Burnout and job-related stress at the VA may contribute to the high turnover among health care providers. While research on the topic is scant, one recent study (Garcia et al., 2014) found that, among a sample of 138 (non-prescribing) VHA mental health clinicians who provide evidence-based posttraumatic stress disorder (PTSD) care, 50.0 percent reported feeling exhausted and 47.1 percent reported feeling cynical on the job. Having more clinical work than could be accomplished predicted both exhaustion and cynicism. Organizational bureaucracy politics was a predictor of cynicism. Demographic variables were not predictors of either exhaustion or cynicism. A number of factors were significantly correlated with “mental health days” taken by providers (work absenteeism). Feeling that there is more clinical work than can be done, feeling that the clinic is understaffed, and feeling that organizational bureaucracy is negatively affecting work were associated with increased absenteeism. Feeling that you are part of a coherent team, feeling that co-workers are supportive, and feeling that good work is acknowledged by superiors was associated with decreased absenteeism. The authors also asked participants about their intent to leave the VA within the next 2 years. While the majority of the sample (58 percent) reported it was “not likely” or “not very likely” that they would leave in the next 2 years, 32 percent reported it was somewhat or very likely that they would leave. Not surprisingly, those who reported that they were likely to leave in the next 2 years were more likely to report feeling cynicism and exhaustion (Garcia et al., 2014).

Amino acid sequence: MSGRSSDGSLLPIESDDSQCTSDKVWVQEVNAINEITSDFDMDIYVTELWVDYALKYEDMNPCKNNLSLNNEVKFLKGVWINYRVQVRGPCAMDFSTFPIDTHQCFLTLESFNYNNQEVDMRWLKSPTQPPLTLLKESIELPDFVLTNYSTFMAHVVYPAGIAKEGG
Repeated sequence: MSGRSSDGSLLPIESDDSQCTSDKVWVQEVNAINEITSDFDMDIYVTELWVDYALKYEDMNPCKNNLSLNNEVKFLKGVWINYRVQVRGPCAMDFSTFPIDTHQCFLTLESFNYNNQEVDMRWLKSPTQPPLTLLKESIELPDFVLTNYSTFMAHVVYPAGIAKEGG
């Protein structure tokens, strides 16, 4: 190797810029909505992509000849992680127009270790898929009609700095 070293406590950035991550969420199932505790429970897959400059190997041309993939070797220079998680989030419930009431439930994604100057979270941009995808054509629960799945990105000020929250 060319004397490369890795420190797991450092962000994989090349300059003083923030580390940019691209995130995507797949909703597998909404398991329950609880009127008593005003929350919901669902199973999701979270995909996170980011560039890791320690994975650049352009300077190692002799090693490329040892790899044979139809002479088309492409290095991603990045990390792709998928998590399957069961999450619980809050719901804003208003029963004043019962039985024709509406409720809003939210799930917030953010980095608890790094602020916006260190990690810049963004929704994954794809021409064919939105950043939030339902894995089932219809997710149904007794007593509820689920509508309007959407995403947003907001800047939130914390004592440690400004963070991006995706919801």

In another study by the same lead author (Garcia et al., 2015), the researchers measured burnout among 125 VA psychiatrists using the Maslach Burnout Inventory-General Survey delivered via the Internet. The survey was sent out to 500 randomly selected VA psychiatrists. The survey measured cynicism, exhaustion, professional efficacy, and intent to leave the VHA. Among the 125 psychiatrists who completed the survey, 90 percent reported high cynicism, 86 percent reported high exhaustion, and 74 percent reported high professional efficacy. Cynicism and exhaustion were far higher in this sample of prescribing psychiatrists than in a similar study, cited above of non-prescribing clinicians (Garcia et al., 2014). High cynicism predicted intent to leave the VA and not feeling like part of a team predicted cynicism. Complaints about workplace conditions, such as unfair treatment by supervisors and insufficient resources, predicted exhaustion (Garcia et al., 2015).